“The Relevant Range is the range of activity within which the assumptions about variable and fixed costs are valid. It is also associated with time. The time-frame of the relevant range of volume is determined by the time it will take to step into or out of a fixed cost.”
Looking at the following diagram the following points apply:
1. The revenue and the variable costs increase linearly with volume. The difference between the revenue line and the variable line is the total contribution to fixed cost and profit.
2. The fixed cost line is constant.
3. The total cost line has the same slope as the variable cost line but starts at the fixed cost line.
4. The Break-even is the point where the Revenue Line crosses the total cost line. You don’t start making profit until you cross the break-even point.
5. The Relevant Range line represents the maximum output that can be achieved based on the current capability. Beyond this this point the Fixed Cost and volume assumptions are longer valid and the model does not apply.
For many of you this pre-amble was just a rehash of the costing fundamentals you already understand. However, it was necessary to review this before explaining how S&OP brings in the missing elements needed to project profit.
The problem with models like the one shown above is that they are static. By linking this model to S&OP we can see, by month for future months the impact of volume, fixed cost changes and capability changes, which gives us the ability to project contribution and profit by future month and update the model in the monthly S&OP cycle.
S&OP provides the missing data required:
Future volume levels. The S&OP volumes can be directly converted to Revenue and Variable cost at the family level. With this data we can recalculate the contribution margin by family every S&OP cycle.
The Relevant Range. The Supply Plan capability defined for future months sets the maximum output for the family. Think of this as the Relevant Range by family by month. The volume can not exceed the capability or top of the relevant range.
Timing for future fixed cost changes. The capability for future periods can be changed during the S&OP cycle if there are plans to increase or decrease the capability. These planned increases or decreases in capability will be directly linked to changes in the total fixed cost for the future periods and must be planned well in advance of the period. S&OP is the forum for changing future capabilities.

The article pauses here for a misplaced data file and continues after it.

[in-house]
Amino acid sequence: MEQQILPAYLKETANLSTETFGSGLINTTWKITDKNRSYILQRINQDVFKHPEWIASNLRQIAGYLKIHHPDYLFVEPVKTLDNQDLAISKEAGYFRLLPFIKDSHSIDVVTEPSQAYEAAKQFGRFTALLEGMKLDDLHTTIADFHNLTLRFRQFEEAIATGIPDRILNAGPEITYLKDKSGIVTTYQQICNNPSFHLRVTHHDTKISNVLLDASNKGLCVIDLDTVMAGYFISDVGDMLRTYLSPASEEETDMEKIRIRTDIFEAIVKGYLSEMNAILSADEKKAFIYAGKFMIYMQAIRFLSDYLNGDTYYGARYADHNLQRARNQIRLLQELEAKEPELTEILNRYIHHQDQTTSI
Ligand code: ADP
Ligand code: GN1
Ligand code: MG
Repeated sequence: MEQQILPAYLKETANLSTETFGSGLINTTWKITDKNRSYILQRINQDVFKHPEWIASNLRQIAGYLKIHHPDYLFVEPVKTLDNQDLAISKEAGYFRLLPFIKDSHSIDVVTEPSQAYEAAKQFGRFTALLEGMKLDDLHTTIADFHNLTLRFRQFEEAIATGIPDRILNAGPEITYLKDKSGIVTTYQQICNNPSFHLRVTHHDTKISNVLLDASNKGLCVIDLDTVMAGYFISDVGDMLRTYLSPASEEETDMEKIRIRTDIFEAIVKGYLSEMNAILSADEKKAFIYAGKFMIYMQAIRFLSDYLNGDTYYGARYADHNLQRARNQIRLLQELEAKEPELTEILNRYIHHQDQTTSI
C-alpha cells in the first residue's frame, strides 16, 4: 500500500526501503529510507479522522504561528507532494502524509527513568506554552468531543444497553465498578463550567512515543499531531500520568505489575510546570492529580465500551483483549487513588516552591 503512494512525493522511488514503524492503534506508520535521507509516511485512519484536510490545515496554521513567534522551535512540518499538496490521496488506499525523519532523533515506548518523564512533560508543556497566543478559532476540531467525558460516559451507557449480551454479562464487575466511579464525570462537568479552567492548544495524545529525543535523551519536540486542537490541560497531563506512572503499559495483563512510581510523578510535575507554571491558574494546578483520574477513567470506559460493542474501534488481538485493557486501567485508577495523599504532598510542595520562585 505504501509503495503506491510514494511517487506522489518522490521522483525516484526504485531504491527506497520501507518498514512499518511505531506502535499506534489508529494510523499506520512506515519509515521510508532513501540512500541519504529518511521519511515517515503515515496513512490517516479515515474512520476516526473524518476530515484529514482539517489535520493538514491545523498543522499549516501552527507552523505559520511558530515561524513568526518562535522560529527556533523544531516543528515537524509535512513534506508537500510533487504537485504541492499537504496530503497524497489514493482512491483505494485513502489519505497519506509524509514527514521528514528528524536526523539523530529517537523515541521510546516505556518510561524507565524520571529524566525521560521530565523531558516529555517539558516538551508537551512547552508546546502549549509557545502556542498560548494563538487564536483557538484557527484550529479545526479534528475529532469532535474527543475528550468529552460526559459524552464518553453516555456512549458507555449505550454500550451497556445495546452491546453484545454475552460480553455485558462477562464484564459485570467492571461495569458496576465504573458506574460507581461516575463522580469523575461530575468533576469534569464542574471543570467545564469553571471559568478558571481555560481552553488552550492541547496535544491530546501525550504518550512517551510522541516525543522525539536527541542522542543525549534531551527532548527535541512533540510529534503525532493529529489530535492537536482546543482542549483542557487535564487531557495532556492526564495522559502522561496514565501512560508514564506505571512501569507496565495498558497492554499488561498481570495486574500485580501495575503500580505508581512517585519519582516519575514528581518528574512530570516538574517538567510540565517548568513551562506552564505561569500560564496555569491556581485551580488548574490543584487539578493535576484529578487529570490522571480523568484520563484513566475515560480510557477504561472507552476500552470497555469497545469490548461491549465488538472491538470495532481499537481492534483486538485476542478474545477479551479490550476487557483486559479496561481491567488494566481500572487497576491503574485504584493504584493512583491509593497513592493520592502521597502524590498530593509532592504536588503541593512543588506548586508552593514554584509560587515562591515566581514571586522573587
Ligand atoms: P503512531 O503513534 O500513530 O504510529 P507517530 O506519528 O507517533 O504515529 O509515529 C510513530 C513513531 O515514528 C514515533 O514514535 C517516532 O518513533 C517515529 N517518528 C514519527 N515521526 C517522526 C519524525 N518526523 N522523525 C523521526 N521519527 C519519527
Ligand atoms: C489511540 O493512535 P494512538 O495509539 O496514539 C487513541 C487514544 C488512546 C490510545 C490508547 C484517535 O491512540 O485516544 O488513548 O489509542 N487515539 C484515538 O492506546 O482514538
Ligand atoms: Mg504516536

With S&OP we can take the static cost model, apply it to the plan by month and get a realistic projection of contribution and profit. The following two graphs show the relationship between the S&OP plan and the Contribution Fixed Cost and Profit Plan.
S&OP units with volume and capability and the resulting Contribution, Fixed Cost and Profit. This S&OP model has a monthly presentation of the fixed cost model, thus providing insight into the impact of the S&OP plan on future profits. This is a powerful view showing the real impact of the S&OP plan on the future profitability of the site.
The graph to the left, shows the available Capability of the site (the shaded area) compared to the S&OP volume plan moving forward (blue line). The Capability had a direct relationship to the Relevant Range for Fixed Costs. The Volume Plan will directly relate to Revenue, Variable Cost and Contribution. Notice that the plan is to increase Capability in future months. This increase will come at a cost and that cost will be an increase in Fixed Costs.
At right, the graph shows the fixed cost, contribution, and subsequent profit resulting from the S&OP plan.
Hopefully you can see where I am going with the financial linkages to S&OP. If you do this right, S&OP will become the driver for financial planning within your organization. The model is simplistic and in future articles I intend to flush it out. Some of the issues we need to explore include:
What costs are Variable and what costs are Fixed? Be prepared for some surprises here.
How do we find the Variable and Fixed costs in the ERP system? What view of lower level costs should be used to determine the correct variable and fixed costs at the end item level?
How do we determine future capability and fixed cost changes? What should the presentation look like? Hint here – it does not look like a 5-Section Sheet!
What costs should be inventoried and what costs should be expensed.
Lots to cover but we are on our way to building a strong financial model. As I mentioned at the beginning of the article, I would really appreciate feedback from your financial associates. Chances are that I will barbeque a few sacred cows in this series and I look forward to some controversy along the way.
To read further, or to gain a better understanding of the material referenced from Deborah and Chad Smith’s “Demand Driven Performance- Using Smart Metrics”, follow the link in the image to purchase the book on Amazon.
For more information on Duncan's S&OP philosophy, strategies,
and implementation, read his book, "Sales and Operations Planning - How to Run a Process Everyone Understands". Click here to learn more.